You can configure uncrustify as an external tool in CLion and call it when you need to reformat the code. Not that convenient as a built-in formatter, but still works.

      • Taw says:

        Yep, that’s what I did, the external command is really nice.
        Btw, am I missing something or clang-format is not in the package? I searched in the clang folder, which includes already clangd and clang-tidy.

        • Anastasia Kazakova says:

          It’s part of the clangd. So there is no separate executable

          • Danylo says:

            So I cannot specify my own clang-format executable?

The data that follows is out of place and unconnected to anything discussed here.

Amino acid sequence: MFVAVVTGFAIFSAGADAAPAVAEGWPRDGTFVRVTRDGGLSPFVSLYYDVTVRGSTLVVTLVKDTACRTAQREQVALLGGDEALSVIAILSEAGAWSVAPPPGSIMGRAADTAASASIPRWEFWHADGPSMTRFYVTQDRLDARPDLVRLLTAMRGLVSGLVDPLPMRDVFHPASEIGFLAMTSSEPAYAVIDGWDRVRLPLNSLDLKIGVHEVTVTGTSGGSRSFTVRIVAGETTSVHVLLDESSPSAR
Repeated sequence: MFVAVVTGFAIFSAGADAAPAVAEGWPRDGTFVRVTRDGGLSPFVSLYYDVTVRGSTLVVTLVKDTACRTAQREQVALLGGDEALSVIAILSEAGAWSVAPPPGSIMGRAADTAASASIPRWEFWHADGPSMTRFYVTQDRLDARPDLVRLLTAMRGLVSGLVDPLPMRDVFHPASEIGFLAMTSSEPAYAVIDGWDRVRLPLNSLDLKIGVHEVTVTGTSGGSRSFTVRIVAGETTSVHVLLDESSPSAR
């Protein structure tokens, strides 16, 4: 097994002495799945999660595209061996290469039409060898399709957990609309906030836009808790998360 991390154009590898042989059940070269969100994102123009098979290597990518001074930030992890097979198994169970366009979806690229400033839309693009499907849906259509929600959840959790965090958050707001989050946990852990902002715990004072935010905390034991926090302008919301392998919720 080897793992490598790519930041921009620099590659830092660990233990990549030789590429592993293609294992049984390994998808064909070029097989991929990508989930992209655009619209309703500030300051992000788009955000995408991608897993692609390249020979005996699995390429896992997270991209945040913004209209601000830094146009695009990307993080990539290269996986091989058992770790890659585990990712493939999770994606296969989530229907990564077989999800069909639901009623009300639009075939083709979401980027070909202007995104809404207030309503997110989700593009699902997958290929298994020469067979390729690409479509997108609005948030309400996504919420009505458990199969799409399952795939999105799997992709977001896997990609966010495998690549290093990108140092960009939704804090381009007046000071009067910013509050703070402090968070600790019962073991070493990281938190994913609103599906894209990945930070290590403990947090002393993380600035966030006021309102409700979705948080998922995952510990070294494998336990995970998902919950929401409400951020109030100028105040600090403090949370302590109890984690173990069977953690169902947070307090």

What version of clangformat is used in CLion?

          • Anastasia Kazakova says:

            No, currently you can’t, as we take ClagnFormat from the bundled Clangd-based engine.
            In the release version, we bundle clang 8.0, merged from trunk at the beginning of February 2019.

  2. Roman says:

    Can you give any estimate when Ninja builds and MSVC debugging will be supported on Windows? Tired of waiting when I can finally switch from Visual Studio.

    • Anastasia Kazakova says:

      Debugger is under development, we have to reimplement it from scratch, so not sure it will be ready for 2019.1, but some 2019.x is very likely.
      Ninja will likely come with CMake server support, but we currently don’t have clear estimation for that, but it’s in our short list.

  3. Taw says:

    Also, it was nice to finally implement an “X” to close the lower menus like Event Log, CMake, etc..The only possibility is to click on the round-icon settings then “Remove from toolbar” (or smth), so 2 clicks.